Friday, November 21, 2014

What's Your Definition of Rural?

04/19/2013

Marion Post Wolcott/Library of CongressLots of folks consider rural to be synonymous with agriculture, as if all of the countryside were like this bucolic 1940s shot of river-bottom land in East Tennessee. But there are many other names for rural -- some of them are even accurate.

Current discussions about defining rural are serious despite the backdrop of political-economic tragicomedy. (Here are a few recent examples: 1, 2, 3.) After all, how to distribute the government dole for a vital business sector is important for the economy and political camaraderie, even as the federal budget shrinks.

With all due respect, folks at U.S. Department of Agriculture’s Economic Research Service have spent a good bit of effort developing wonderfully useful rural typologies that illustrate a diverse rural America. But maybe it’s time to take a different, unscientific approach to rural, just for the heckuvit.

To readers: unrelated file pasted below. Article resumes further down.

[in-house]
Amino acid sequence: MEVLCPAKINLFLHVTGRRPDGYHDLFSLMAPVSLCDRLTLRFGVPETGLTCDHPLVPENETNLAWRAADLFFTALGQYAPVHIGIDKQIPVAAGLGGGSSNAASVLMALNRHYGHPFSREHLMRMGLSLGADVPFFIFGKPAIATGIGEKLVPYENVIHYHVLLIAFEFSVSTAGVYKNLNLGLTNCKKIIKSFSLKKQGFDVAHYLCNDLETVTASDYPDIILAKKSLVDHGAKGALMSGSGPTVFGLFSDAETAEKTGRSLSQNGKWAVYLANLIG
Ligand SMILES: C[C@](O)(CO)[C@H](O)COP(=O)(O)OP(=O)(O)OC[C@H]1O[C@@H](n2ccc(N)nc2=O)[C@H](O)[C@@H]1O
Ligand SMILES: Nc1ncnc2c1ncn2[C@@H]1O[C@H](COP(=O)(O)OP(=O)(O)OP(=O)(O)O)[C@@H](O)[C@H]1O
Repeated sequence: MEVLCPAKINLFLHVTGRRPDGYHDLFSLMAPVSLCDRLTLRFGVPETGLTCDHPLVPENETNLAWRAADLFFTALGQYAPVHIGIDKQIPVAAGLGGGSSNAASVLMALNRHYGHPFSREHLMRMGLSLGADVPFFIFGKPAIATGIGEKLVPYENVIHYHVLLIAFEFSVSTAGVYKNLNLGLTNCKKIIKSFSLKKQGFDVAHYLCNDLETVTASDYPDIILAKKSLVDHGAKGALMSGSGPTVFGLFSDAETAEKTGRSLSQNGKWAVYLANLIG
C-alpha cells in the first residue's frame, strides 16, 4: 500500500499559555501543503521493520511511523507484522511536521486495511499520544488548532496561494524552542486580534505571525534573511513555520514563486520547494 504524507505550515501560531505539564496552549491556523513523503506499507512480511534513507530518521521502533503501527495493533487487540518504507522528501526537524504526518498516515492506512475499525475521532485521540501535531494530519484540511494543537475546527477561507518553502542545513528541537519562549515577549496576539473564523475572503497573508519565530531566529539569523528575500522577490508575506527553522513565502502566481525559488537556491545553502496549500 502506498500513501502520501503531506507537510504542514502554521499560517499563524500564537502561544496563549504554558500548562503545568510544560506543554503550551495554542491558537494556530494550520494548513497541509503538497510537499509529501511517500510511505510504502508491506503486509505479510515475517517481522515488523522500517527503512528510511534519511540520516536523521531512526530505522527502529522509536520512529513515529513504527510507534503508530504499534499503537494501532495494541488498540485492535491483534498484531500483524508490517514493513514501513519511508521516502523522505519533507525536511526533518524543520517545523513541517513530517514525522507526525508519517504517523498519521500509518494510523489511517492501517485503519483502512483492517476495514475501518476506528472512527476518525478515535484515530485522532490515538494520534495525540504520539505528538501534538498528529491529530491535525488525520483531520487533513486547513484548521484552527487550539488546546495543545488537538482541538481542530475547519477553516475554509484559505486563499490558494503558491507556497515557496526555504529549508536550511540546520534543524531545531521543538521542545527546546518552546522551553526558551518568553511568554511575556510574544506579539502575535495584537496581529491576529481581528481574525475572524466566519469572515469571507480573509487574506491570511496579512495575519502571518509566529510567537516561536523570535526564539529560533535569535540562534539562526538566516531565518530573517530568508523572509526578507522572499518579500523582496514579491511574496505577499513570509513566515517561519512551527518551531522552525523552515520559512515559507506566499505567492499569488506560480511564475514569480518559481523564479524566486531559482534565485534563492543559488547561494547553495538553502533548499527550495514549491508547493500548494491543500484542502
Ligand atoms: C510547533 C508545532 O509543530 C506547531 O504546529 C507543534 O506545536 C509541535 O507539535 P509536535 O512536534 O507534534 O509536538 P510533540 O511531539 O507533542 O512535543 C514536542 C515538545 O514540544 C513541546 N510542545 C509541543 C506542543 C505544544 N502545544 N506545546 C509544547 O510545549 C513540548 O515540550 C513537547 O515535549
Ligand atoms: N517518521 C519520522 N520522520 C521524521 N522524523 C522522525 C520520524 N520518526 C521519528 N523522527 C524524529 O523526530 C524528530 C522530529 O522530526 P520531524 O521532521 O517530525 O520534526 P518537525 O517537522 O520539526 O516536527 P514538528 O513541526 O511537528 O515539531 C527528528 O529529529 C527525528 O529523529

So, here are some alternative ways to define rural. (Add your own in the comment section or on the Daily Yonder Facebook page.). These definitions may not be precise enough for determining eligibility for federal rural development programs, but most of us will intuitively know these places when we see them:

Rural-Equals-Agriculture – U.S. rural policy got a bad push in 1909 when Teddy Roosevelt’s Country Life Commission equated rural with agriculture. The commission failed to consider farmers’ relationships with towns and cities and their businesses and services. Oops.

Roger SmithMost folks who define rural as "flyover" country get a little higher off the ground than this crop duster near Chalybeate, Mississippi.

Flyover – Commonly defined to describe how airline passengers ignore the space between destinations. Too bad. Flyovers can teach much about geography and land use, including transportation networks. Rural is not “residual” here. It is predominant, in all of its shapes and forms.  

Agribusiness – From the air, you can see how much land is in agriculture. On the ground, you might see how few farms there are. Many cover thousands of acres. These agriculture major leaguers are global, with clout in state capitals and Washington. Agribusiness has usually advocated a rural-equals-agriculture policy and does not push too hard for rural development. Too bad, since most of these farmers need other income sources.